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A second wind

latha srinivasan | Updated on October 31, 2014 Published on October 31, 2014

Dream debut: Hit Kannada thriller Lucia, produced through crowdfunding, veers nail-bitingly between nightmare and reality.

anjalimenon

karthicksubburaj

balajimohan

pawankumar

A new crop of directors is making offbeat films in Kannada, Malayalam and Tamil and capturing audiences who don’t speak the language

“All I crave is to sleep, brother,” says Nicky, a theatre usher who’s suffering from insomnia.

“Just before you go to bed, take one these of these every night,” says the drug dealer, smirking as he hands over a bottle of red pills named Lucia.

From here on, Nicky’s dreams and nightmares blur unrecognisably into reality, and the psychological thriller Lucia keeps you guessing with its many twists and turns. The end is mind-blowing!

Veering away from the three-song-two-fight-revenge-seeking formula, a group of young, new-age directors in south India are out to prove that the clichéd is passé. Along the way, they are also blurring the linguistic lines that have traditionally segregated audiences south of the Vindhyas.

Lucia (Kannada), Jigarthanda and Kadhalil Sodhapuvadu Eppadi (Tamil), and Bangalore Days (Malayalam) are box office hits in towns that speak their language and others nationally, even globally. Meet their directors Pawan Kumar, Karthik Subbaraj, Balaji Mohan and Anjali Menon, respectively.

The Tamil film industry has a global presence and has favoured big-budget commercial mass-entertainers with larger-than-life heroes. In contrast, Malayalam cinema works with smaller budgets and realistic stories marked by strong content. The Kannada film industry again does not boast big budgets, but prefers commercial films and has a limited market.

Today, the three industries are at a point of convergence, producing small-budget films that a cross-cultural, cross-border audience is lapping up (with subtitles, of course) for their innovative treatment and powerful content. Delivering repeated hits, these directors have proved they are not just a flash in the pan.

“I took up direction because there was a lack of acting opportunities,” says 32-year-old Pawan Kumar. Karthik Subbaraj and Balaji Mohan, on the other hand, were writing plays in school and college and always desired to work in films. “I saw how some directors like Mani Ratnam, Gautham Menon and Selvaraghavan inspire the audience to come to the theatre, and decided to take up direction,” says Mohan.

In the highly competitive southern industry, the newcomers yearned to do out-of-the-box work. Deciding to consciously work on scripts that were fresh, engaging and appealing to today’s audience, they made the kind of films they would enjoy watching themselves. Menon, who won the National Award for Ustad Hotel’s screenplay in 2012, strongly believes that content is king. The desire to connect with the audience at an emotional level has seen them plumb for simple stories that people can relate to. KSY, for instance, delineates how one guy messed up his love life.

Since this content resonates widely with movie-goers, many of these movies are being remade in other languages, including Hindi, Tamil and Telugu.

In many ways, this new crop of directors is also a product of our times. Unlike previous generations of filmmakers, they have experimented with short films and documentaries before venturing into feature films. Short film competitions organised by film companies and TV channels also helped showcase their talent. Subbaraj sent in his short film Parallax to the Naalaya Iyakkunar (tomorrow’s directors) show on the Tamil channel Kalaignar TV and gained his entry into the local film industry. Menon had worked in television and made documentaries before the film-writing bug bit her.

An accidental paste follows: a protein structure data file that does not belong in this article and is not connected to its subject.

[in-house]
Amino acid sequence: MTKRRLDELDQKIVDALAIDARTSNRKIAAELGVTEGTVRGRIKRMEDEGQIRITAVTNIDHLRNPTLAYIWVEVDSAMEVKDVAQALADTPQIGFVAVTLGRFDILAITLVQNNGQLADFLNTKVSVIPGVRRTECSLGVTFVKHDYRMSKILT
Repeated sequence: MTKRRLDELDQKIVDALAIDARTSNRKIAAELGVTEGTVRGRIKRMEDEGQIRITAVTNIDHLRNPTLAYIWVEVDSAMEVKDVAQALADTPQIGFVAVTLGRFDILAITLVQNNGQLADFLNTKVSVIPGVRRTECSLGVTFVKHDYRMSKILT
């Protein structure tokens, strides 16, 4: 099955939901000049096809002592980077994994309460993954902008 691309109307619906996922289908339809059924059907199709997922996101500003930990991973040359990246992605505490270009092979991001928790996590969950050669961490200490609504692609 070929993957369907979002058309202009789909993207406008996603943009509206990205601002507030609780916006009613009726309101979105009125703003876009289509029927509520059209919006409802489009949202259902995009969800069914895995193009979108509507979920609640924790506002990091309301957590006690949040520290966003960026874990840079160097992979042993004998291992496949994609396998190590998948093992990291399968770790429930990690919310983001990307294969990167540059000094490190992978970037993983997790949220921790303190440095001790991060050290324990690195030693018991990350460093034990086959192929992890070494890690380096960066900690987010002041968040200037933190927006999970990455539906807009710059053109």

Social media, too, played a vital supporting role. Subbaraj and Mohan uploaded their short films on YouTube and soon had producers backing them. Pawan Kumar blogged about his struggle to find a producer for Lucia and the rest, as they say, is crowdfunding history. “It changed the way Lucia was perceived and how I was perceived. Social media will become the true voice and valid source of an individual,” the Kannada director predicts. But Mohan sees a downside — social media today is flooded with content. “There’s so much competition now — between amateurs and professionals — on YouTube that it becomes difficult to filter content. But it’s still definitely the best way to reach out and get noticed if you’re a newcomer,” he says.

Now that they have been noticed, Subbaraj, Pawan Kumar and Mohan are itching to try different things. Romance is a genre that Subbaraj hasn’t attempted so far, so he wants to do that for his third feature film. Kumar says he needs to have a reason other than money to make a film, “Maybe that’s why I haven’t made anything since Lucia.”

But they are all aware that commercial viability is the bedrock of the film world and any investing producer usually has his say in the script. Will this not dilute the kind of cinema they wish to make? Subbaraj believes commercial viability is important in a script, as also entertainment (not necessarily comedy) value. “The movie has to be gripping for the audience, whether it’s a thriller or an action film,” he says.

Pawan Kumar is once again banking on crowdfunding to make a film the way he wants to. “We’re looking at a crowdfunding model that’s within our legal framework. The more the people who invest, the less the individual losses,” he explains.

In the coming days, it would be interesting to watch how these small-budget stars translate their vision and success to bigger budgets and top stars.

(Latha Srinivasan is a Chennai-based journalist)

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Published on October 31, 2014
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